I totally agree with you. I am not sure where this misconception of growth comes from which will also applies to the hardware that connects people to the net.
      Obviously early growth is always faster but:
      1 – the Internet of the next decade could be much wider eg: will drive our car, online education, online meetings, all TV content, etc… so there will be a lot of opportunities there – Think of the Internet as electricity – so then there was a video recorder, a washing machine….
      2 – Smartphones could also become our main CPUs which need regular update… I dont think Apple or Samsung are actually shaking because of market saturation…in the contrary, day by day they are eating other people’s lunch… eg: Navigation devices, MP3 players, digital cameras, watches (and more to come!)

      • charly

        There is not that much more for smartphone/tablet to eat into except the settop box, game console and TV remote.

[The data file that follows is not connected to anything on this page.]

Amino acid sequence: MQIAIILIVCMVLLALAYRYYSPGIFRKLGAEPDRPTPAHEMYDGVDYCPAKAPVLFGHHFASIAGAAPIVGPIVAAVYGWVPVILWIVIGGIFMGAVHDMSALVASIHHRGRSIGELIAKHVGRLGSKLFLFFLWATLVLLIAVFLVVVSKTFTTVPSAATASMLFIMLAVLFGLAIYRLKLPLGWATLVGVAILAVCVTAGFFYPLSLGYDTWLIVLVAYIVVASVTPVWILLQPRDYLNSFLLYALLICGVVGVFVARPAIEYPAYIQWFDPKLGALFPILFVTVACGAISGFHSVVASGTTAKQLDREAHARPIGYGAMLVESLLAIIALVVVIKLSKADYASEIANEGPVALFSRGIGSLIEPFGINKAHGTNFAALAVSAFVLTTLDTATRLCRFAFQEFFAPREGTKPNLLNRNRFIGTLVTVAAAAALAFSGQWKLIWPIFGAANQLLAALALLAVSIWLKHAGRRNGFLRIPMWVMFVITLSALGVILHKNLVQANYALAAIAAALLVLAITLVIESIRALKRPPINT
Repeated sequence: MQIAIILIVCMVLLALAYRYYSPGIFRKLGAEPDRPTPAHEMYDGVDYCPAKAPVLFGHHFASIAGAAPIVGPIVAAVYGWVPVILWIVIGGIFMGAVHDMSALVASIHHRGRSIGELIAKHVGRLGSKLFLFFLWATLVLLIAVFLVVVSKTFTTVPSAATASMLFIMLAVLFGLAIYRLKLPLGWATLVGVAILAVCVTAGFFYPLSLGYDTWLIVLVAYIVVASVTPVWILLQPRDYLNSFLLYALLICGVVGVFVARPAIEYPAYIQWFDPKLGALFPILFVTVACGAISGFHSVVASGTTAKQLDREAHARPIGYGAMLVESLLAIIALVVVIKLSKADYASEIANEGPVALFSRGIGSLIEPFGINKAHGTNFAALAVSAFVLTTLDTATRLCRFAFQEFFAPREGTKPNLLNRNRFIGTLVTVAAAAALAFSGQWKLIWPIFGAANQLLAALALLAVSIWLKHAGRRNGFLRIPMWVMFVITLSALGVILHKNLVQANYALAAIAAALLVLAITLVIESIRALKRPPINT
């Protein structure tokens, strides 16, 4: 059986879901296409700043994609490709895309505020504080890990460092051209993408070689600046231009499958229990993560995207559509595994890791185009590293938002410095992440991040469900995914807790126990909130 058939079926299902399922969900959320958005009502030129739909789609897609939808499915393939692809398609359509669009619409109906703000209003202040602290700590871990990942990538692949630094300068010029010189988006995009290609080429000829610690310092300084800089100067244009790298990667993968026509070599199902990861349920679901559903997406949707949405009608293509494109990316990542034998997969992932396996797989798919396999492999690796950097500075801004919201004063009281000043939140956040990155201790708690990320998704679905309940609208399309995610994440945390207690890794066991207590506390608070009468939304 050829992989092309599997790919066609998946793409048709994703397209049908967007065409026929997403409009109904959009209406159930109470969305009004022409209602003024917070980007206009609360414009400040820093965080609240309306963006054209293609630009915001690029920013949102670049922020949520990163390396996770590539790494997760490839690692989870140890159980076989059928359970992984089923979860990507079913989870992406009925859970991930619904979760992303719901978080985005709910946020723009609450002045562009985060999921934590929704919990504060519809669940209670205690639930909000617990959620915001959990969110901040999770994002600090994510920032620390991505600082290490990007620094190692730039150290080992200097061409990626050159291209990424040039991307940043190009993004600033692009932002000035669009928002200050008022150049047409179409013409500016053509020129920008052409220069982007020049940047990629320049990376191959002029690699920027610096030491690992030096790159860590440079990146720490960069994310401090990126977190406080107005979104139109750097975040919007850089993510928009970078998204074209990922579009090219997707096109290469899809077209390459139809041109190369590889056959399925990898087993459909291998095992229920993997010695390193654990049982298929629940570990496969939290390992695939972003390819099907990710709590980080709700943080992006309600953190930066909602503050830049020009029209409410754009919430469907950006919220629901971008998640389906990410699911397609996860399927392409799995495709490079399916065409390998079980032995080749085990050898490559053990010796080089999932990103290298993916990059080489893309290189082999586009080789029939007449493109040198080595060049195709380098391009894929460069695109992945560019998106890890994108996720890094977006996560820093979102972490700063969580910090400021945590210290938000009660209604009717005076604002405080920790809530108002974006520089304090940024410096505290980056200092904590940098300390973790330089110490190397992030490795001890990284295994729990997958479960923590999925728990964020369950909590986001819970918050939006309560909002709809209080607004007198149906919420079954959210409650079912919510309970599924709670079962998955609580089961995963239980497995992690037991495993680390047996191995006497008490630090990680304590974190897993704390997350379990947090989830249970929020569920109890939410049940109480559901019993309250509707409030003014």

ps. You forget dect phones. Every cable/fiber/ADSL provider that uses VOIP to provide phone service is starting to offer an app to use your smartphone as home phone. I expect dect phones to be death in a year.

      • Kizedek

        “There is not that much more for smartphone/tablet to eat into except the settop box, game console and TV remote.”

        Except… more of the paper-based publishing industry, the health industry, those devices my DHL delivery man makes me sign on, menus at restaurants, brochures, interaction at museums and public spaces, voice recorders, mics for PA systems, car keys… Just a million jobs to be done.

      • charly

        You are right about the paper based publishing industry but it is not electronics.

        DHL, restaurant menu’s, POS etc. are not consumer products and most will be replaced by dedicated smartphones/tablets so the total number of devices wont go down. A POS tablet wll replace a POS pc but neither will be used to surf the web.

        But you are right about car keys (and house keys). I think they are another thing that will disappear

    • obarthelemy

      Probably the best measure is “business transacted”, whether for client (PC, phone) equipment, servers/infrastructure, data/service, or most important, stuff bought over the internet. Oh, and ads.

  • Juan Ageitos

    Once the Internet reaches certain level of penetration we should start looking at something like the number of hours and Gigabytes (even connected devices) per person – this would provide a better picture of growth and size of the Internet in developed countries